Once your mobile app design and architecture are planned carefully, you need to perform a revamping of the workflow and other processes which will act as a pathway for actualizing the UX blueprint. The enterprise must bring together communication, training, and back-up tools which might involve social media networking and crowd-resourcing to partner up with staff and clients. The company will need to form a core team lead by a CTO which will associate with intra-company departments, pitch in ideas and experience-data from clients and also bounce ideas from upcoming app developers of the industry.
The three components to building the foundation of your mobile app development strategy are:
• Blueprint of User Experience (How should the app look and feel?);
• Administrative resources involved (including budgetary parallels); and
• The human-power for actualizing the blueprint.
Once you have created the playground for the game, it is time to set up the rules and decide the guidelines.
Non-Technical App Development
Due to delays in selecting mobile app developers, many companies face backlogs. Any company entering into the domain of mobile app development needs to start with low-coding platforms which can be used by non-coders as well. The Gartner Research spells that by the year 2018, over half of our mobile apps will be developed by business analysts without the use of codes. This would allow companies to exercise freedom from external applications. Make sure you choose an app-programming interface that will allow the developers to engage with the software conveniently. By shifting to a cloud-based back end, you can invest the attention of your developers on the design of user interface and experience on the front end.
Dual-Mode Method- The Micro Moments and Macro Events
The Bimodal IT strategy is a dual-mode app development model:
Mode 1: Macro Events
Traditional Enterprise Development method where developers spend long duration building muscular-apps.
Mode 2: Micro Moments
Development and Experimentation method where high-performance platforms are used without codes.
Using these two modes at the same time will allow you to have the flexibility of introducing the muscular-app later while your mode-2 app can bring in space for creative evolution. The main challenge while following the Dual-Mode Method is that users belonging to various departments of the company could utilize their own tools and form apps without interacting with the IT team. This could lead to security issues. Also, there could be uneven exercise of assets and human resources in the business as a whole. Thus, the core team must ensure that there is a center-pronged approach which can back up development in the enterprise with synced tools and IT attention.
The soil to your harvest: Choosing the right platform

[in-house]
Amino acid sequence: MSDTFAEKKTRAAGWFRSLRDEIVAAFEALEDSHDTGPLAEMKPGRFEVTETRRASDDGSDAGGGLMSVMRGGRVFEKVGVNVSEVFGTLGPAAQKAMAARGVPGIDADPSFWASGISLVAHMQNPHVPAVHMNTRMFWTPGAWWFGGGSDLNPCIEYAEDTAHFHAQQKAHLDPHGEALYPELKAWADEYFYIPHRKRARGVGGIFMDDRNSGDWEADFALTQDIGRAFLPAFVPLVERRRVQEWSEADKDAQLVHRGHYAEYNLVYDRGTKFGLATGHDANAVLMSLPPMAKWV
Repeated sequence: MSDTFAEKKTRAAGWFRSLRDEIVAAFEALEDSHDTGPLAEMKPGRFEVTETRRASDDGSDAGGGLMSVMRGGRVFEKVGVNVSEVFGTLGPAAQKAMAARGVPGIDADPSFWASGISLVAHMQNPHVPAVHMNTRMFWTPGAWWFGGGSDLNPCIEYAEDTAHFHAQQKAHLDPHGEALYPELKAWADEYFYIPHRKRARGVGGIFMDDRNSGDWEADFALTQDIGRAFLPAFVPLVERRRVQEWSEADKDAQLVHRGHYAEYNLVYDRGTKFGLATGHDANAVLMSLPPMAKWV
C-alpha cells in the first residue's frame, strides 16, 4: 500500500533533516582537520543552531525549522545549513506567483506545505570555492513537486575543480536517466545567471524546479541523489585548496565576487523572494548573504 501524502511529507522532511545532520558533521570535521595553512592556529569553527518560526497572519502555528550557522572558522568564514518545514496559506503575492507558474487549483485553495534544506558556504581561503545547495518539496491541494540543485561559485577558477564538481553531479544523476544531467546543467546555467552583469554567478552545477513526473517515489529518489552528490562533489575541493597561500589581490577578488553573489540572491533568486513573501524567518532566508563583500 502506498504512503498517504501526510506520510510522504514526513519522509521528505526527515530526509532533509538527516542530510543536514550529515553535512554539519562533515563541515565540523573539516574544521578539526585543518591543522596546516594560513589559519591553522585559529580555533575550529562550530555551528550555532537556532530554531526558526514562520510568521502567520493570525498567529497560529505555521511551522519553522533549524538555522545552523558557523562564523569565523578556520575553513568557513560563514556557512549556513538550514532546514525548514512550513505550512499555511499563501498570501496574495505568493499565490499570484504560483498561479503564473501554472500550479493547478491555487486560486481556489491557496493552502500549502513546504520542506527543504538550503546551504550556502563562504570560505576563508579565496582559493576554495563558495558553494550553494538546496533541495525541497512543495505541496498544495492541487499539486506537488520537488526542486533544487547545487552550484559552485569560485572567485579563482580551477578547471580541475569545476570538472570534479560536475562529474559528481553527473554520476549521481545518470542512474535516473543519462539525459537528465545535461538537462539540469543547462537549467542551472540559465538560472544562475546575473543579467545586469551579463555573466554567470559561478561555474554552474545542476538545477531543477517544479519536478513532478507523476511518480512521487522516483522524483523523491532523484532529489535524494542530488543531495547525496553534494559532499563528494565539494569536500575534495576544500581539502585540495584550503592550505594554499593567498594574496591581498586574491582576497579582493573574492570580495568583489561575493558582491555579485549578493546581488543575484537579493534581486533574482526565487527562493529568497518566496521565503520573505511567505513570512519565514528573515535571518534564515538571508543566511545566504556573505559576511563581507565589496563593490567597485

There are different anatomies you can use to build mobile apps .
• Native: This framework uses the native tools which are provided for the development of app on individual platforms. While it gives greater reach to the native features, it will need each platform to be developed in its entirety separately from the others.
• Cross-Platform Anatomy: There are many vendors who supply inter-platform tools and frameworks while delivering native features as well. The need to write separately for each platform disappears, but this method needs the developers to be adept to the framework. Vendor lock-in could incur substantial costs in events of switching. Keeping in mind the confines of human resources and time, you might need to stick to the common-link across platforms than exercising all the rich features in each.
• Composite: Here, the mobile app is built only to cater to the commonly utilized functions which are then anchored to other capacities available on the mobile website (which are less used). Even though you tend to maintain a balance between the mobile app and mobile web capacities, there can be severe limitations to UX owing to the need to shift from app to browsers.
Making buying a reflex action: Monetization
Provided you can cosmetically structure your mobile app, the opportunity to create buyers out of visitors is huge. You can initiate freemium apps which could later walk into the purchase-for lane. The key is to distribute the app capacities in such a way that the user inclines towards ‘If-I-Could-Use-That-Feature-As-Well’. This would call for the features to be interconnected so that the customers will feel in possession of the hands of your app without the legs, thus urging them to buy the entire package eventually. Explore in-app advertising as an alternative to the traditional monetization models of subscription approach and freemium apps.